Onboarding Like a Pro: How To Create a 90-Day Plan For Your New Job
Congratulations on your new job!
While it’s exciting to embark on a new journey in your career, it’s normal to feel a bit nervous. It can seem challenging to learn new things, meet new people and perform well in your new job.
But you aren’t alone. According to Gallup, 44 percent of employees feel stressed at work every day. So, as a new employee, it’s only natural to feel anxious. But an effective onboarding program will help you settle into your new job.
In North America, 83 percent of employers have an onboarding program in place.
In this guide, we'll go over how creating a 90-day plan for your new job will help you align your goals with the company’s onboarding program.
Here’s what you’ll learn:
- When and how to create a 90-day plan for your new job
- What to do during the first 90 days in a new job
- Create a 90-day onboarding plan with Scribe Pages
- Final thoughts: Effective onboarding using a 90-day plan for your new job
When and how to create a 90-day plan for your new job
A 90-day plan is a roadmap to guide you through the onboarding process. You can start working on this plan right after accepting the job offer. If your new company has shared an onboarding schedule, use it to draw up your 30-60-90-day plan.
It’s also fine to wait for your first week to create your plan. Just make sure your 90-day plan for your new job includes the following.
- A learning plan for the first three months.
- Performance targets for each month.
- One-on-one meetings with your manager or mentor.
It’s also a good idea to divide your first 90 days in the new role into three segments.
- First month: Learn about the company and start job-specific training.
- Second month: Start using skills and contributing to the team.
- Third month: Start measuring your performance and accepting new challenges.
A 90-day action plan is also crucial if you’re in a remote or hybrid work environment. It will help you stay focused day-to-day when you don’t have your new manager or colleagues around.
Benefits of creating a 90-day plan for your new job
Creating a 90-day plan for your new job benefits you as a new employee in many ways. For example, it:
- Sets clear expectations from your onboarding process.
- Helps you stay on top of overwhelming information.
- Enables you to prioritize your onboarding activities.
- Improves your productivity by focusing on one task at a time.
Now, let’s explore what to include in your 30-60-90 day plan for your new job.
What to do during the first 90 days in a new job
- Clear any questions about the job offer.
- Prepare for your first day.
- Learn about your organization.
- Understand processes and policies.
- Acquire job-specific knowledge.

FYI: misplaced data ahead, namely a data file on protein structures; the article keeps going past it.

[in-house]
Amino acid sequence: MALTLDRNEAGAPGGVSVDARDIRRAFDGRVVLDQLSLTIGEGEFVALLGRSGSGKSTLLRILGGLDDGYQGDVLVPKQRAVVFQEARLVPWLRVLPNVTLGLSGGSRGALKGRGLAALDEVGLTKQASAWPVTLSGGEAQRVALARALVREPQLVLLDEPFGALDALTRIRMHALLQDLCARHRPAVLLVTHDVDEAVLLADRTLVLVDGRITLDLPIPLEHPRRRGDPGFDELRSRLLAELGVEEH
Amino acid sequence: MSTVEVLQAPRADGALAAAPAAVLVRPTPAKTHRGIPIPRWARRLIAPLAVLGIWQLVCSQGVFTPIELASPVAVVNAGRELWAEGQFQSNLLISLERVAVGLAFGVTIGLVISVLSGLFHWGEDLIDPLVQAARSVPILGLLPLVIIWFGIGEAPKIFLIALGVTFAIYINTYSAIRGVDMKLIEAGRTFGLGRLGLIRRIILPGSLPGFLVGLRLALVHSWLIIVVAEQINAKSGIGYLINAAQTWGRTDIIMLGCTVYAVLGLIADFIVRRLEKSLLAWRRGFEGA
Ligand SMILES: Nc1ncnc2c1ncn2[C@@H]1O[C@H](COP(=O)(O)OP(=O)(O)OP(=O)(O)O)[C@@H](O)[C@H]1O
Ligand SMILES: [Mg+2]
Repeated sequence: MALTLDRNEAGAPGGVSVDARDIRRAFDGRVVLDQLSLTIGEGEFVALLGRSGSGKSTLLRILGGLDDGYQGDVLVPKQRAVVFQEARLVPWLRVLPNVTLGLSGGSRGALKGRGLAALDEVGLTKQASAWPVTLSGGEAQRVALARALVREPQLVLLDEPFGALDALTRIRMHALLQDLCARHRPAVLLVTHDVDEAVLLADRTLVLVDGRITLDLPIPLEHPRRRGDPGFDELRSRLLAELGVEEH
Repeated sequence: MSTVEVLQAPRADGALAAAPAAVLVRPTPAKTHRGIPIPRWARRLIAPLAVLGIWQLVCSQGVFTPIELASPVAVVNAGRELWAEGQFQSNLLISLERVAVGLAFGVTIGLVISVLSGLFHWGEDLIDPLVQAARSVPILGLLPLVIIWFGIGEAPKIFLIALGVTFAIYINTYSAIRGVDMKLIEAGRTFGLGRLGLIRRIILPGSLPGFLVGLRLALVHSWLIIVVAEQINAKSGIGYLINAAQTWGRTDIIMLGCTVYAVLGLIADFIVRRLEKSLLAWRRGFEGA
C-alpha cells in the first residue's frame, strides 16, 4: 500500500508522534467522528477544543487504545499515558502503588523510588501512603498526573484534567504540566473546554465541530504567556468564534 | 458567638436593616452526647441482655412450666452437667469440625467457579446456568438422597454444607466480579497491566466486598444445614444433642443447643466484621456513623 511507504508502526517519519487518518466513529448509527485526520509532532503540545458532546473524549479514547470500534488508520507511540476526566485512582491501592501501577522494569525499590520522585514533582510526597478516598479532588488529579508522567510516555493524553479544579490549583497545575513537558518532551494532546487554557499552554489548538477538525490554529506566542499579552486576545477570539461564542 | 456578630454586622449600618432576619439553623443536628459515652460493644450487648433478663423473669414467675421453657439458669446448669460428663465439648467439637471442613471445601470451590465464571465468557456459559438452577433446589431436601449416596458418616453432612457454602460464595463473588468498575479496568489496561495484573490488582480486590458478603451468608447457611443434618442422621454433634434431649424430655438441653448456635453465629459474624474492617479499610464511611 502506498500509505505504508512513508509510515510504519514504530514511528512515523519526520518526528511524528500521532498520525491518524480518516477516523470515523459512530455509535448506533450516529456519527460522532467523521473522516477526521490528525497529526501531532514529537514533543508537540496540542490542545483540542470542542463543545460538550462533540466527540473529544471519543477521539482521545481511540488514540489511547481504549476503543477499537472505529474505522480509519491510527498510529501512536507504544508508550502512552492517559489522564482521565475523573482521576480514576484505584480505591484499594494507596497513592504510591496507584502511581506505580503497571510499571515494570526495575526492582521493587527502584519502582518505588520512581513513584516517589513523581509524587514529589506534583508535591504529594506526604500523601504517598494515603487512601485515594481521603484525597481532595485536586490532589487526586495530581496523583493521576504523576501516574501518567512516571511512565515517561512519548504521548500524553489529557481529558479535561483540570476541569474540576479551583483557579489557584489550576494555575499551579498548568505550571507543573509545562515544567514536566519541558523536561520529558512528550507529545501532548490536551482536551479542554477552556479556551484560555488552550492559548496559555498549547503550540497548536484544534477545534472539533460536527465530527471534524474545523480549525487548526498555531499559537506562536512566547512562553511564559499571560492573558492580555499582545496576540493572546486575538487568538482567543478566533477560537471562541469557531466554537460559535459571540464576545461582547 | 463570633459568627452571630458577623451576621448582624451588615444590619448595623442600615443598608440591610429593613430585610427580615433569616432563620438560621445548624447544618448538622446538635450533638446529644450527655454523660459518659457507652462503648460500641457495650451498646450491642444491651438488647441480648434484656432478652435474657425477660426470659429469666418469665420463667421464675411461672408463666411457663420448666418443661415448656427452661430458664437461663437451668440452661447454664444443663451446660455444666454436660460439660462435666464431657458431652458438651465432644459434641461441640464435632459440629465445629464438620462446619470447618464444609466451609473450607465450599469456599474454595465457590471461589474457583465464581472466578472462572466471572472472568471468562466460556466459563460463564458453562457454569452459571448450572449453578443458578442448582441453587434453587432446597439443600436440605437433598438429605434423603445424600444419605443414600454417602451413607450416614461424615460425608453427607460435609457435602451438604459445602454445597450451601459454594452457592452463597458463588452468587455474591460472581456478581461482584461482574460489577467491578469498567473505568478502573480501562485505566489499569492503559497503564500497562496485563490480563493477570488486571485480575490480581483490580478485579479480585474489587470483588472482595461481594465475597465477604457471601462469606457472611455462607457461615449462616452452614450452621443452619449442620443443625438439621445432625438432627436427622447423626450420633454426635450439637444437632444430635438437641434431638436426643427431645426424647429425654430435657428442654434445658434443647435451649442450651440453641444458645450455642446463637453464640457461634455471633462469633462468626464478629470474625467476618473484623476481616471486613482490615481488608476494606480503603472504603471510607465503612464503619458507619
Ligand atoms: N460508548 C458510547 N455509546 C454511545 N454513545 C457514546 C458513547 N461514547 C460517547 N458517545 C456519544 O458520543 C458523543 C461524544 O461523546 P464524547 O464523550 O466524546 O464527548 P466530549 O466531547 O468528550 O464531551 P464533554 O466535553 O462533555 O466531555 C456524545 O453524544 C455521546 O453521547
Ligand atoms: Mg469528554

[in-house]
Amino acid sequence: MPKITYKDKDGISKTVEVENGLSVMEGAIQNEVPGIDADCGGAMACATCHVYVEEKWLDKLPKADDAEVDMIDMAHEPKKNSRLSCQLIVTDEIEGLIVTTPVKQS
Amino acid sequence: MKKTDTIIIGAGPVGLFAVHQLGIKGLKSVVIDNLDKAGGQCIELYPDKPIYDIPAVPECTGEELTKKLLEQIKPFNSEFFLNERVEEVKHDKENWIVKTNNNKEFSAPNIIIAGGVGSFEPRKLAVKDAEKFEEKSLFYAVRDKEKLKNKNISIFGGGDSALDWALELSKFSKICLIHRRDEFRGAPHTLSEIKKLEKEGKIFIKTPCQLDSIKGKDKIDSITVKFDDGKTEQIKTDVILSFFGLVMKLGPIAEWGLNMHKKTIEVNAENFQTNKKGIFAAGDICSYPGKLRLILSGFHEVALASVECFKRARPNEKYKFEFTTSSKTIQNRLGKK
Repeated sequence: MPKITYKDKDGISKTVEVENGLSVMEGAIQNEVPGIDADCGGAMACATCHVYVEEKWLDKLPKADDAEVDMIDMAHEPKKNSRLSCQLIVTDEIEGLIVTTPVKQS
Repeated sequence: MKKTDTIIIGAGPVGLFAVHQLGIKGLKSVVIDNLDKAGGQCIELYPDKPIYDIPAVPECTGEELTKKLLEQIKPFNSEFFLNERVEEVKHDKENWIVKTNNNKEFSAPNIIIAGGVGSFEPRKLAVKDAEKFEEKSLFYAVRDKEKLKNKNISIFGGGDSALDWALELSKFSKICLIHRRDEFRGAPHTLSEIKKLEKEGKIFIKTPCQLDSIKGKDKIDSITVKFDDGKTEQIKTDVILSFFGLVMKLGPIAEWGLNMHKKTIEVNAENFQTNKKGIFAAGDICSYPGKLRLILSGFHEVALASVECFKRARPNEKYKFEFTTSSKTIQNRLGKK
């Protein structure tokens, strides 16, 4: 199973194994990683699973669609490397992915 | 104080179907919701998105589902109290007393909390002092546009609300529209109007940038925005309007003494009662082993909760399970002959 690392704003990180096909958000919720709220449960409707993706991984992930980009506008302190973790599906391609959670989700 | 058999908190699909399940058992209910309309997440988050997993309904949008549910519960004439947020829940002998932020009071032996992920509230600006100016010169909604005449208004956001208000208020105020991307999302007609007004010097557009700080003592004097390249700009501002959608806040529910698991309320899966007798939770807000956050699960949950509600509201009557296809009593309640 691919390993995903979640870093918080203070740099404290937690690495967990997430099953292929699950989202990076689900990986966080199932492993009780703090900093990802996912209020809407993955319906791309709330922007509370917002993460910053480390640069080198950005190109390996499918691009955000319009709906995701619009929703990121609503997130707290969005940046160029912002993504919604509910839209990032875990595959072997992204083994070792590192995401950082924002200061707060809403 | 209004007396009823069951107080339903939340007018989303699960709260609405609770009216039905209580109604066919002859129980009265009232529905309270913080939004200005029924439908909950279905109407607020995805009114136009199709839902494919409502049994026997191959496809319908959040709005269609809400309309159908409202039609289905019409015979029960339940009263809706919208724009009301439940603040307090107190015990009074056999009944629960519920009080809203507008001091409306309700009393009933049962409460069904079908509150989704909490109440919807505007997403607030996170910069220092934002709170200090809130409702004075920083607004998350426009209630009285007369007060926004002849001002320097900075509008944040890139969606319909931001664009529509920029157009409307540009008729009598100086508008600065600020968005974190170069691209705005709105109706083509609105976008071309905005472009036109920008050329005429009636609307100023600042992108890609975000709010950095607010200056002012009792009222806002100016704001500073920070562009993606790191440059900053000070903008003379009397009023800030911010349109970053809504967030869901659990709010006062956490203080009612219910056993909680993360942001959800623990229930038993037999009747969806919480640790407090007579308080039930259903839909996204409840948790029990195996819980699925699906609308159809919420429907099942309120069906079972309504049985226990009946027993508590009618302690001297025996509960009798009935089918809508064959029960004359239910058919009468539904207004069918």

- Understand the tools used in your organization.
- Get to know your team members.
- Set performance goals and define metrics.
- Seek continuous feedback.
1. Clear any questions about the job offer
In general, it’s a good idea to start preparing for your new position from the moment you receive the job offer. The first step is to review your job offer and understand the following.
- Job responsibilities.
- Compensation and benefits.
- Notice period and termination clauses.
If you have any questions about the job offer, contact your hiring manager or human resources (HR) department. Make sure you have all the important information before accepting the job.
2. Prepare for your first day
Organizations often require new employees to complete a few pre-boarding steps before their first day, such as:
- Filling out forms to submit personal and tax-related information.
- Submitting education and work experience certificates.
- Completing a health checkup.
If you work remotely, make sure you have the necessary equipment and supplies, like a computer and monitor, before the first day. You’ll also need to know what remote working tools to use and how to log in to work.
3. Learn about your organization
Did you know that 51 percent of employees don’t feel engaged with their work? Connecting with your new team and organization could be more challenging for you as a new employee. But learning about your company is a great way to feel connected.
Make sure your 90-day plan for your new job includes this training in the first month.
- The organization’s origin and history.
- The company’s mission and vision.
- The company culture.
- The organization’s structure and hierarchy.
4. Understand processes & policies
Knowing your company’s processes, like leave application or income tax declaration, is essential to get started in your new job. So, your onboarding program should include finance, HR, and information technology (IT) training to get a grasp on their processes.
If your new company doesn’t have process documentation, you can take the initiative to create how-to guides using tools like Scribe.
During your first month, you need to know your organization’s policies to comply with business rules. Your onboarding plan should include essential policy training, such as: